Green energy is great, but at the end of the day, people just want cheaper utility bills. These days, though, they have no excuse not to go green. Solar energy is cheaper than other types of energy.
There’s just one big problem, though: solar panel installation is quite expensive. It can take years before solar panels recoup their cost in energy savings. For the average person, even with government subsidies, it’s simply beyond their budget.
That’s where 400w flexible solar panels come in. They’re relatively new and provide some unique advantages over your standard array. Let’s discuss the nine benefits of this type of system.
1. They’re Cheaper to Install
400w panels are the mid-level tier on the market. They aren’t as large as the typical, full-sized system most people install. They can’t power your big appliances, but that’s okay because they’re a smaller investment.
The average solar system can cost up to $18,000, subsidies aside. 400w systems, on the other hand, tap out at about $9,000.
To be clear, $9,000 is the upper threshold–the most expensive option. You can go much cheaper, as low as $5,000 in some cases. Despite cutting so much of the costs, you still may be eligible for government tax cuts.
2. They Handle Your Most-Used Devices
As we’ve said, 400w panels are not capable of supplying your fridge or HVAC unit. At first glance, this may seem like a disadvantage. After all, those are the portions of your home that guzzle the most energy.
However, think about the other parts of your house you use most frequently. Your televisions, computers, and smart devices. Add these things up, and you have a not-insignificant energy draw.
Conserving energy includes the smaller energy-drawing devices you own. You can still save a worthwhile amount of money by getting solar panels for these devices.
3. They’re Easier to Install
We aren’t just talking about your average 400w solar panels. We’re talking about flexible ones, naturally, that provides some unique benefits.
Say for example, the best sun position on your roof is at the arch. A flat solar panel would present more of a challenge to install there. A flexible one, however, can bend over the arch.
We could provide more examples, but you get the idea. Scenarios where it’s challenging to install a panel, may no longer be an issue.
4. They Can Cover More Area
A solar panel is only as good as its position. That is the primary disadvantage of these types of energy. Not only do you need strong sunlight, you need the panel to be facing it.
Flat panels must point towards the sun for maximum efficiency. Obviously, this can only happen during the brief spell when the sun shines at that angle. Luckily, flexible panels don’t have that issue.
A flexible panel can receive sunlight during more hours of the day. Instead of installing two panels on opposite planes of a roof, you can install one. You then bend it so it gets light for a longer duration.
5. They Are Less Prone to Damage
Perhaps the number two disadvantage of solar is that it’s fragile. Photovoltaic cells have glass coverings to admit as much light as possible. All it takes is one granule of hail to shatter a panel, rendering it inoperable.
Part of the issue is rigidity. Most solar system glass does not bend. Without the ability to bend, shock from an impact just breaks things.
Flexible panels may be somewhat more durable. When struck by an object, they move and oscillate. It disperses the shock through the panel evenly, reducing damage.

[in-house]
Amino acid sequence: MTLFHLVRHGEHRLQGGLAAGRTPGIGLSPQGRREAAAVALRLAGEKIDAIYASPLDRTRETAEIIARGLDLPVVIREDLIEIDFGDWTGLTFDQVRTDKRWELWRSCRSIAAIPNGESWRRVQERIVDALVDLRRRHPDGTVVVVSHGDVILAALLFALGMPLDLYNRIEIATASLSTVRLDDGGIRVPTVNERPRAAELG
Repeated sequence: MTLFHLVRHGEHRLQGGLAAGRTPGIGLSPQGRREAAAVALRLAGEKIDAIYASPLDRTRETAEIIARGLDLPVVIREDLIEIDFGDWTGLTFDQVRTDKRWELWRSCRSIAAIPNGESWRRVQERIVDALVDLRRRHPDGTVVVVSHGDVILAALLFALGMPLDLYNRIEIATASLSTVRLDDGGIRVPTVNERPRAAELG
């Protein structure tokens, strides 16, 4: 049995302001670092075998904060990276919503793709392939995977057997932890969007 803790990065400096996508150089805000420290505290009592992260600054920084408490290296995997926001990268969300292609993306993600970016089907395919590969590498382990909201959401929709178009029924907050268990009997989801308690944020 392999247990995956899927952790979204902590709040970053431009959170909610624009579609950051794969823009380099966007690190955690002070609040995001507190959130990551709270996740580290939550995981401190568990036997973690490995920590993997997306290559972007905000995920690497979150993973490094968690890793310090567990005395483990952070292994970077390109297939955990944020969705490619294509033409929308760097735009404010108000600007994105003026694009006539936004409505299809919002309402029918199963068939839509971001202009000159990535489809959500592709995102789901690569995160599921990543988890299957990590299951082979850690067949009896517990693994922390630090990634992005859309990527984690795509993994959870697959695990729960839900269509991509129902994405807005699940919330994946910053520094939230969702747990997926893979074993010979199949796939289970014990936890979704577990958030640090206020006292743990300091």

6. They Are Safer
Another issue with solar panels is getting the voltage right. Your typical array is high-voltage, enough to power those big appliances. With that increased power comes an increased chance of overvolting.
You can likely imagine the issues that result. There are more chances of shorts, surges, and equipment failure. Although unlikely in modern systems, it still presents a risk.
400w panels obviously produce much less energy and therefore are safer. You are more likely to undervolt than to overvolt.
7. They’re Easier to Scale
You could theoretically power an entire home with just 400w panels. You’d need a ton of roof real estate to do so, but it’s possible..
Suppose you initially purchased the 400w panels for cost savings. As time goes on, your finances improve. Now, you have the funds to purchase an entire array–and the roof space for it.
Thankfully, 400w panels allow you to scale. It’s easy to add more over time rather than replacing them.
8. Their Batteries Last Longer
Battery arrays are the best way to store solar energy for later. Unfortunately, we have to deal with lithium-ion batteries that have somewhat short lifespans. They need replacements more often than the panels themselves.
400w panels produce less energy and therefore fill the batteries less. The lithium-ion cells cycle fewer times, extending their lifespan. It may only be a few extra years, but that means less money you have to spend on battery replacements.
9. They’re a Feasible DIY Project
Most would recommend hiring a contractor to install your solar panels. These are expensive pieces of equipment that are incredibly delicate. They require a lot of expertise to install properly and efficiently.
400w flexible panels are cheaper, reducing your financial risk if they break. As we’ve mentioned, they’re also more durable. Flexibility likewise makes them more forgiving and less fussy with placement.
In other words, installing flexible panels may be an easier, more realistic DIY project.
Install 400w Flexible Solar Panels Today
400w flexible solar panels are an alternative to standard high-voltage solar system solutions. While they produce less power, this isn’t a disadvantage, strictly speaking. Their flexibility makes them more durable, easier to install, and easier to place.
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